During bizarre times like these, when entire browsers are programmed to integrate sites like MySpace, a relationship status change on Facebook is enough to spark crimes of passion, and the possibility that terrorists may use Twitter is at large, it’s even stranger to think of the number of companies that still feel social media sites aren’t influential enough.
A recent study by Rubicon Consulting reports that 80-90% of the content on any given social media site is produced by less than 10% of its users. That percentage, however tiny, is also likely to carry more weight when it comes to influence over buyers’ decisions than anything else. Measly -- yes, powerless -- no.
All the Web’s a Stage, I CAN HAZ A SKRIPT?
It’s possible that the reason various companies choose not to participate in social media sites is because the sites do not help them in the way they expect them to.
It’s true that online discussion is a poor way to communicate with the average customer, because the average customer doesn’t participate. But it’s an excellent way to communicate to them, because average customers watch and listen.
It’s because of this that Rubicon claims most content and discussion sites should be viewed by companies as "online performances" (did anyone else think of the ridiculousness of YouTube comments just then?). The site’s organizers interact with a relatively small number of users; thereby educating, persuading and entertaining everyone else.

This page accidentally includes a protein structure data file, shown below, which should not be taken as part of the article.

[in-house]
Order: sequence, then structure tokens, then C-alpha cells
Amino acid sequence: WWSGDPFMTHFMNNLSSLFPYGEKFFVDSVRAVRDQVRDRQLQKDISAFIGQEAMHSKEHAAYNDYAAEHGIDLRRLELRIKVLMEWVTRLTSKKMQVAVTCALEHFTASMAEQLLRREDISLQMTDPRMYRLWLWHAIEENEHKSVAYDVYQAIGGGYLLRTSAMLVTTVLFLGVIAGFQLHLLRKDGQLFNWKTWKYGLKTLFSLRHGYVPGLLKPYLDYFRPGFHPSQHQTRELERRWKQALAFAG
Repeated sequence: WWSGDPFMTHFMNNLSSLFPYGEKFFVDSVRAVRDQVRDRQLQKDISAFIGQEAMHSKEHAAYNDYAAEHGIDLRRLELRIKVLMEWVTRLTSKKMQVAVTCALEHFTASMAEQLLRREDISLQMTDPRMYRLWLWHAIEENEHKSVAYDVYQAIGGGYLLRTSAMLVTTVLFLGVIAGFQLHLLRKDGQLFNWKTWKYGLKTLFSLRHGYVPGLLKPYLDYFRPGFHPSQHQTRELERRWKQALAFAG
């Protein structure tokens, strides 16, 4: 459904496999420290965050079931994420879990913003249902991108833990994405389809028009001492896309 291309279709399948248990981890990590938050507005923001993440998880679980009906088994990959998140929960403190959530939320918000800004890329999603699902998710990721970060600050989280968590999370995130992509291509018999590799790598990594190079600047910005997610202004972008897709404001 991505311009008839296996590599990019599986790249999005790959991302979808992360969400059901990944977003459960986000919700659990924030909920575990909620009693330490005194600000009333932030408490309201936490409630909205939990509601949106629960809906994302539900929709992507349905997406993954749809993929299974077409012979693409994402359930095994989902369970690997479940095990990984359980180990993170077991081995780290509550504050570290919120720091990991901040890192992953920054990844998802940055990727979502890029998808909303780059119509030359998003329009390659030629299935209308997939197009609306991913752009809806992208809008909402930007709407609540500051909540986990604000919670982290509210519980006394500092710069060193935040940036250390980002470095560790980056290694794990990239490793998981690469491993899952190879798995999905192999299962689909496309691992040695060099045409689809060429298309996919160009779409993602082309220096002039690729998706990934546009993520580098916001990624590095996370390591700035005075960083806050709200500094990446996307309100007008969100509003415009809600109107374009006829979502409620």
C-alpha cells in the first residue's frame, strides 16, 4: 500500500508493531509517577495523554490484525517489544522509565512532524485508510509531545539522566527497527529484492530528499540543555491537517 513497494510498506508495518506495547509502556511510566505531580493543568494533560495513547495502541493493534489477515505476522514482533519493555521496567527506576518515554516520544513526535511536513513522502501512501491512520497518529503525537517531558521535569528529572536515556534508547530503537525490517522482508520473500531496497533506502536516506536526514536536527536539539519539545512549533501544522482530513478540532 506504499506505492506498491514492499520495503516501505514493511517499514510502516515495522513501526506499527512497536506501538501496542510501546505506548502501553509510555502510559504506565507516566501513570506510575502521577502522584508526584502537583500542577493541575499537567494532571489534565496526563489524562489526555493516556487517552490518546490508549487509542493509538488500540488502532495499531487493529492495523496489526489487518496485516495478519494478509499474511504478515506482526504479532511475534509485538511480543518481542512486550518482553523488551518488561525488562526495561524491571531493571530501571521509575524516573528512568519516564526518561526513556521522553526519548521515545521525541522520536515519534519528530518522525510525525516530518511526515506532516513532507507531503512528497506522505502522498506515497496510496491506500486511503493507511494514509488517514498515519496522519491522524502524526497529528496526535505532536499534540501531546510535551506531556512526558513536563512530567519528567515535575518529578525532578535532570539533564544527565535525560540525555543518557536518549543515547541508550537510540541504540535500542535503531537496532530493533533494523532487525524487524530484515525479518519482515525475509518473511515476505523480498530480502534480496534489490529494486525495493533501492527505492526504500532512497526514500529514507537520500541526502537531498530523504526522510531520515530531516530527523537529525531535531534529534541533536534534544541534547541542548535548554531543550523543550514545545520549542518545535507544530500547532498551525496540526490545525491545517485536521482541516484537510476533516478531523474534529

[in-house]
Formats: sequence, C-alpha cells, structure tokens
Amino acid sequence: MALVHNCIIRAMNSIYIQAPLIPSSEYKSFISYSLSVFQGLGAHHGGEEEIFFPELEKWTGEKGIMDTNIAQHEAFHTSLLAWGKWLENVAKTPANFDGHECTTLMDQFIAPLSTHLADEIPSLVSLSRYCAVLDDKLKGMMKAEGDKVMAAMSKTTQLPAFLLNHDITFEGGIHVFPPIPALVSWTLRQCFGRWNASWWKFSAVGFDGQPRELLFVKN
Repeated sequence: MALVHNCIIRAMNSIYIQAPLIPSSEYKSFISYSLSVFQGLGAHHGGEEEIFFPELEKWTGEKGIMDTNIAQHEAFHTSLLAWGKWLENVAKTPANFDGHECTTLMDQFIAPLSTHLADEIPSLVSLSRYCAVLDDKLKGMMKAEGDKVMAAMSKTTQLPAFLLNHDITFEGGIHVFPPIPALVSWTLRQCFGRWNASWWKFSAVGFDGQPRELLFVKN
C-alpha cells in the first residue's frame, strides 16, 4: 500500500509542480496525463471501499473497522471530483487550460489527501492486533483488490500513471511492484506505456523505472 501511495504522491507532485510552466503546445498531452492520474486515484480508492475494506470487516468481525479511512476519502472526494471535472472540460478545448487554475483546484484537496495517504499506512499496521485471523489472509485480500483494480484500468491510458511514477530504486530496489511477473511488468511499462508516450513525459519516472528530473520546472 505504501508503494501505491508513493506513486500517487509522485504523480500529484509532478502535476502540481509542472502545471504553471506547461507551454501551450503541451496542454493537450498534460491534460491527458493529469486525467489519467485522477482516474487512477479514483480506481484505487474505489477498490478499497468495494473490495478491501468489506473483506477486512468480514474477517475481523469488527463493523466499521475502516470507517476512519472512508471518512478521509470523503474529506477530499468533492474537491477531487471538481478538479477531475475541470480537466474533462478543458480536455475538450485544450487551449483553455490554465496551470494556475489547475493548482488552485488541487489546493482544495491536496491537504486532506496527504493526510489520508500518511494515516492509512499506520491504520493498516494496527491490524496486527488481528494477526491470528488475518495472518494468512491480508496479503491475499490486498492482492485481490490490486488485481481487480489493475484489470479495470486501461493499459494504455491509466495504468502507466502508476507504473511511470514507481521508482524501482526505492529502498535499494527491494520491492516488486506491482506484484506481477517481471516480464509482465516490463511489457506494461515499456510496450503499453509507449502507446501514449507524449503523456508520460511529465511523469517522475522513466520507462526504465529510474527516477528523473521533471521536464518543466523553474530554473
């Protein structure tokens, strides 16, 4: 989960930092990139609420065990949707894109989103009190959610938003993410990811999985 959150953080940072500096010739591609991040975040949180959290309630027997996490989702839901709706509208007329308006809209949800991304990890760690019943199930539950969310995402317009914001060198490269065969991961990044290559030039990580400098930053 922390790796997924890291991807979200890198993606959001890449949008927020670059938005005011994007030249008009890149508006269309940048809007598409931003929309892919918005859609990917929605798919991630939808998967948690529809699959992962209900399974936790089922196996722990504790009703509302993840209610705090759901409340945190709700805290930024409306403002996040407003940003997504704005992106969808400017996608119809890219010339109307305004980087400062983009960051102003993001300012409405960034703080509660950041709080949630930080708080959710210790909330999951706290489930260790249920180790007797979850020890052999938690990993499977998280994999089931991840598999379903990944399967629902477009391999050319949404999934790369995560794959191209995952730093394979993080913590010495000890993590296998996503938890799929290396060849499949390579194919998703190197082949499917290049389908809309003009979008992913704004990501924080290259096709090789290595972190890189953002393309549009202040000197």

This, of course, means it is critical that companies understand who the Most Frequent Contributors (MFCs) are, as they are the companies’ fellow actors in a theatrical online performance.
MFCs are Single and Ready to Mingle. Oh, and Influential.
According to Rubicon, MFCs are more ethnically diverse, more technically skilled, more likely to be single, generally Democrats, and, probably, 22 years old or younger.
As they are mostly writers of online reviews, the words of these young people are second only to word of mouth as a purchase driver for all Web users. And as personal reviewers, they are understandably far more influential than official reviews or information from a manufacturer.
Take the popular Web site Yelp, for example. If a review of a Chinese restaurant you’ve been meaning to try was poorly blocked, misspelled and had too many exclamation points, it would be hard to take it seriously. But upon further inspection, if it was clear that the author of the review stated that the food was bathed in oil, rancid and full of stray hairs, would you still feel inclined to see for yourself, or would you hit up the nearest Panda Express instead?
Or, take into consideration the fact that the community-based Web site Wikipedia completely eclipses ESPN.com, CNN.com and NYTimes.com in Web value. That kind of thing definitely speaks volumes about where people are choosing to get their information, and who they trust to provide it.
The report, though a little (a lot) on the obvious side for us, might be news for you and, in any case, is a pretty good read.
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